‘Straight Outta Compton’ Star Blasts ‘Roots’ Remake: ‘We Don’t Have to Keep Getting Beaten Up’

Mike Windle/Getty Images for The Critics' Choice Awards

Straight Outta Compton star O’Shea Jackson Jr. blasted the History Channel’s remake of the iconic series Roots in a recent brief interview, calling it another unnecessary production about black people “getting beat up.”

“All respect to all filmmakers, but we do have stories of triumph,” Jackson Jr. who played Ice Cube in last year’s blockbuster biopic about rap group N.W.A., told TMZ. “And we don’t necessarily have to keep getting beat up.”

“There was a black man who helped pioneer open-heart surgery,” said Jackson Jr., who is the son of rapper-actor Ice Cube. “Where’s that story at?”

“I want to get to other stories as a filmmaker myself, let’s just continue to get this door open,” he added.

The actor’s criticism of the History Channels’ remake of the 1977 slavery epic comes just a week after rapper Snoop Dogg went on an expletive-filled rant admonishing Hollywood executives for not making a “a f*cking series about the success that black folks is having.”

“I’m sick of this sh*t,” Snoop Dogg declared in his Instagram video, asking “How the f*ck they gonna put Roots on Memorial Day?”

Nearly four decades after the original version aired on ABC, the all-new eight-hour Roots series premiered across three networks simultaneously on Memorial Day. The new series was billed as an epic on race reimagined for the era of Black Lives Matter.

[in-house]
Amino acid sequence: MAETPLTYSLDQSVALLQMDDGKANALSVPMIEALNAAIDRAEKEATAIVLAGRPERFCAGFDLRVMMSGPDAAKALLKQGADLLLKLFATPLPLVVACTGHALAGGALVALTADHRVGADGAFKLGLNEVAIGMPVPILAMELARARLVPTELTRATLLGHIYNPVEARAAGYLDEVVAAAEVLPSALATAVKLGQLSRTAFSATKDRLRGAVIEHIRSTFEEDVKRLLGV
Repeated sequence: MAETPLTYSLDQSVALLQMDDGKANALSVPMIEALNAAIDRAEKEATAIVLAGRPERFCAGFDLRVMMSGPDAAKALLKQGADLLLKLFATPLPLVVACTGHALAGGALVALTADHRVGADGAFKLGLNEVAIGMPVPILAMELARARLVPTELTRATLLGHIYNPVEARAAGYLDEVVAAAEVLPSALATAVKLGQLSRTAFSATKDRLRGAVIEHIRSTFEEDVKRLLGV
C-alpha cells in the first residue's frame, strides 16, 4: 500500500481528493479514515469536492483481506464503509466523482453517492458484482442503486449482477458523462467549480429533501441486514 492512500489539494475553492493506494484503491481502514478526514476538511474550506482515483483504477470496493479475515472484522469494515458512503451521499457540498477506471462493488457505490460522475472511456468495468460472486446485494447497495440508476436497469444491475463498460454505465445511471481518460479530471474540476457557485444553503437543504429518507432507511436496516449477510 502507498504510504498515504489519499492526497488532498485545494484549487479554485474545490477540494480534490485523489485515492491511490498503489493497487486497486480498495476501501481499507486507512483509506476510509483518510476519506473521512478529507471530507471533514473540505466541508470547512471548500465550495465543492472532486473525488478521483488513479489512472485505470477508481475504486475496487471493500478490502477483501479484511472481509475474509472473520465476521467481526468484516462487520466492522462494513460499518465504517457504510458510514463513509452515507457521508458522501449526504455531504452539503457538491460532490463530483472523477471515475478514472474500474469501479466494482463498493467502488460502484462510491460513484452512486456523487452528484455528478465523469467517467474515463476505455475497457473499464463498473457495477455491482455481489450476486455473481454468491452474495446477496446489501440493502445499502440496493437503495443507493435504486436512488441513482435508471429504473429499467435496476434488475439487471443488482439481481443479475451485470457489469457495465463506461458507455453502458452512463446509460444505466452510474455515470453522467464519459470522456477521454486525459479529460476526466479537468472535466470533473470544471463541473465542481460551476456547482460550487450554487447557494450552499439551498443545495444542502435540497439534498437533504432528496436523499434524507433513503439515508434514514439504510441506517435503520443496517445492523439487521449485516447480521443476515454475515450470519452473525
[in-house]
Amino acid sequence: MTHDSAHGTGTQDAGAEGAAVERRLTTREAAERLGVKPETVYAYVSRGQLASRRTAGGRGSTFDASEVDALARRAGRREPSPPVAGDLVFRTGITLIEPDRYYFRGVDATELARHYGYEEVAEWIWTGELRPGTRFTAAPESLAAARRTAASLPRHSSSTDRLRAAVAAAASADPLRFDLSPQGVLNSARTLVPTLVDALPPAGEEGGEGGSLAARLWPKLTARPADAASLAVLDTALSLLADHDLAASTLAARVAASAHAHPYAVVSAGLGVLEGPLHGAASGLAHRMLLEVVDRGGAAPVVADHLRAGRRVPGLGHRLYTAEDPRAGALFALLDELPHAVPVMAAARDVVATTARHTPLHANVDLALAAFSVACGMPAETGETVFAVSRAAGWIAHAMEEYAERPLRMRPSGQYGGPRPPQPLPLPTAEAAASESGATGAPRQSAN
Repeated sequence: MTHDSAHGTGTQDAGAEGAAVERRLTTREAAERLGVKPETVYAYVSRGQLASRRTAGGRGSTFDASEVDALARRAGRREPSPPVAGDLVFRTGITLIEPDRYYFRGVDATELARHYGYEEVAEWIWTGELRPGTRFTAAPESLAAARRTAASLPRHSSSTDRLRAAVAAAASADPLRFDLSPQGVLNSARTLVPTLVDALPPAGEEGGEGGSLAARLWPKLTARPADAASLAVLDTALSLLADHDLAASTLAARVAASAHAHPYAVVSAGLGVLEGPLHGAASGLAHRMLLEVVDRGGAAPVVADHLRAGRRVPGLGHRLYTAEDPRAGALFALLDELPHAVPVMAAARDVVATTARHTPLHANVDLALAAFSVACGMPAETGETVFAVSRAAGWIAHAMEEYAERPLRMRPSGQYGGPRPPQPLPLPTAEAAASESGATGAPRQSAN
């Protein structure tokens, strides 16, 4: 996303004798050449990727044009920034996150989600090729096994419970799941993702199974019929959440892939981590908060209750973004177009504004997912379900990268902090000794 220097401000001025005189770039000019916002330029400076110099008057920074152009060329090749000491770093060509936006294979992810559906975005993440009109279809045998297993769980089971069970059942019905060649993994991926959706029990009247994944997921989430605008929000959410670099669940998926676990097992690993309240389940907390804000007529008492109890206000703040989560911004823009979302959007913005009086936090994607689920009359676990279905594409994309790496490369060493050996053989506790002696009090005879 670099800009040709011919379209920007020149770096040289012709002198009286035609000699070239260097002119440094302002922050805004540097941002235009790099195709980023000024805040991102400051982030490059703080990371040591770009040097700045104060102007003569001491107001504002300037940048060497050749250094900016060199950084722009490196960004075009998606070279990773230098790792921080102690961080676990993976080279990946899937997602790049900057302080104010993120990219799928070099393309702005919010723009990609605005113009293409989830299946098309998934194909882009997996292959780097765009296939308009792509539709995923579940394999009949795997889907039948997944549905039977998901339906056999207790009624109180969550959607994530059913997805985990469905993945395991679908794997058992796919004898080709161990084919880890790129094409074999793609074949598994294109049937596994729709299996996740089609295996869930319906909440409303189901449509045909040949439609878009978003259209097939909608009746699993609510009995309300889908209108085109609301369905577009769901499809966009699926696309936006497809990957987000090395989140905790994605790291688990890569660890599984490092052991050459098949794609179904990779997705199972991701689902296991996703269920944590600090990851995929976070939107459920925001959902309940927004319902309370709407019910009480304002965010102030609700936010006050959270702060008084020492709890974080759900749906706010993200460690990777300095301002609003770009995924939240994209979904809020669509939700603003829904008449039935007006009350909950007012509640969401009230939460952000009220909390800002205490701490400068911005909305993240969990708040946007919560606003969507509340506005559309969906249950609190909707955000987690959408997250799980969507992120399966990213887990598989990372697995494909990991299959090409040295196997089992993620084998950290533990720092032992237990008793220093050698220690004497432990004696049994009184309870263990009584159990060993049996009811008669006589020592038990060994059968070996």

There is a whole generation of Americans who don’t know the story, don’t have a connection to Roots,” executive producer LeVar Burton, who starred as Kunta Kinte in the original, told the Hollywood Reporter about the decision to refresh the series. “It was still very daunting to even contemplate. But I felt that there was merit in trying. And if I could help make it as good as it could be, it would be much better than just sitting on the sidelines.”

Turned off by Hollywood’s seemingly predominant portrayal of black history as little more than stories about slavery, Snoop Dogg challenged filmmakers with his video to produce positive portrayals of black people on television and in film, as opposed to “old” slave narratives centered around suffering and failure.

“F*ck them television shows. Let’s create our own sh*t based on today, how we live, and how we inspire people today,” he said.

Follow Jerome Hudson on Twitter: @jeromeehudson


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